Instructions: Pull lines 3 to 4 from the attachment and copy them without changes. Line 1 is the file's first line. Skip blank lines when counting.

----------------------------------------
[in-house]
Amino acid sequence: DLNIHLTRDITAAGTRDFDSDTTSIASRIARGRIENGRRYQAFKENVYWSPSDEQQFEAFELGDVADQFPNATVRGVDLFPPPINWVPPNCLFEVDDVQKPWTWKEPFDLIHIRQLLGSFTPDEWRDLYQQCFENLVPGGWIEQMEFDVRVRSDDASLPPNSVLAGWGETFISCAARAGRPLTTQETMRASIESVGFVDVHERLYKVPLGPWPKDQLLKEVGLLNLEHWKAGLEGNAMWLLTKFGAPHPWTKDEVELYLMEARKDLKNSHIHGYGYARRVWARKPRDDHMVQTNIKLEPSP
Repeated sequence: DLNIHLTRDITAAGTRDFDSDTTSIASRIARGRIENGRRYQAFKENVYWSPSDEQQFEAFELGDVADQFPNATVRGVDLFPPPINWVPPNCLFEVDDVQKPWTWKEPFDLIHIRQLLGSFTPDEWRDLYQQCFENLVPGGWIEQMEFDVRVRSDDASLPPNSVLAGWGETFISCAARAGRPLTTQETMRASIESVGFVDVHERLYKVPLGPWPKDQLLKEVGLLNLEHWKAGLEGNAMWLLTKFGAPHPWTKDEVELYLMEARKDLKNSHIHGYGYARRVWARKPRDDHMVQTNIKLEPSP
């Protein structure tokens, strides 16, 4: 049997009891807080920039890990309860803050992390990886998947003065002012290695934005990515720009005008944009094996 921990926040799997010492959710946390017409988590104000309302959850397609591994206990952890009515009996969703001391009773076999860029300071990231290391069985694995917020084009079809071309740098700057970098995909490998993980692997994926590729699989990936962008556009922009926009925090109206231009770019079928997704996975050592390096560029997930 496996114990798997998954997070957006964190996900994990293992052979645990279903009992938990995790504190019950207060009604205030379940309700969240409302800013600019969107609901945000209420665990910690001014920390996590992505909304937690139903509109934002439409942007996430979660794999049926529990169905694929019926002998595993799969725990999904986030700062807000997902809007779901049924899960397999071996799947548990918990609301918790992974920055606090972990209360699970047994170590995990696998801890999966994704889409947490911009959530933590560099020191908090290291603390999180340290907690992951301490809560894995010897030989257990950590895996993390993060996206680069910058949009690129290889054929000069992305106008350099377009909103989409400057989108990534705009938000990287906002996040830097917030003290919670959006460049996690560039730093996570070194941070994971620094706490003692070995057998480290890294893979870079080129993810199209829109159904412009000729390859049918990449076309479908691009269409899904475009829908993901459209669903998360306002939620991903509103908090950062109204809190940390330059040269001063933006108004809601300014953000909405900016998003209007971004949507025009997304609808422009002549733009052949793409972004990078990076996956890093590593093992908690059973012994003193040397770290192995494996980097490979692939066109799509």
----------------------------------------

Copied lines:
Repeated sequence: DLNIHLTRDITAAGTRDFDSDTTSIASRIARGRIENGRRYQAFKENVYWSPSDEQQFEAFELGDVADQFPNATVRGVDLFPPPINWVPPNCLFEVDDVQKPWTWKEPFDLIHIRQLLGSFTPDEWRDLYQQCFENLVPGGWIEQMEFDVRVRSDDASLPPNSVLAGWGETFISCAARAGRPLTTQETMRASIESVGFVDVHERLYKVPLGPWPKDQLLKEVGLLNLEHWKAGLEGNAMWLLTKFGAPHPWTKDEVELYLMEARKDLKNSHIHGYGYARRVWARKPRDDHMVQTNIKLEPSP
């Protein structure tokens, strides 16, 4: 049997009891807080920039890990309860803050992390990886998947003065002012290695934005990515720009005008944009094996 921990926040799997010492959710946390017409988590104000309302959850397609591994206990952890009515009996969703001391009773076999860029300071990231290391069985694995917020084009079809071309740098700057970098995909490998993980692997994926590729699989990936962008556009922009926009925090109206231009770019079928997704996975050592390096560029997930 496996114990798997998954997070957006964190996900994990293992052979645990279903009992938990995790504190019950207060009604205030379940309700969240409302800013600019969107609901945000209420665990910690001014920390996590992505909304937690139903509109934002439409942007996430979660794999049926529990169905694929019926002998595993799969725990999904986030700062807000997902809007779901049924899960397999071996799947548990918990609301918790992974920055606090972990209360699970047994170590995990696998801890999966994704889409947490911009959530933590560099020191908090290291603390999180340290907690992951301490809560894995010897030989257990950590895996993390993060996206680069910058949009690129290889054929000069992305106008350099377009909103989409400057989108990534705009938000990287906002996040830097917030003290919670959006460049996690560039730093996570070194941070994971620094706490003692070995057998480290890294893979870079080129993810199209829109159904412009000729390859049918990449076309479908691009269409899904475009829908993901459209669903998360306002939620991903509103908090950062109204809190940390330059040269001063933006108004809601300014953000909405900016998003209007971004949507025009997304609808422009002549733009052949793409972004990078990076996956890093590593093992908690059973012994003193040397770290192995494996980097490979692939066109799509």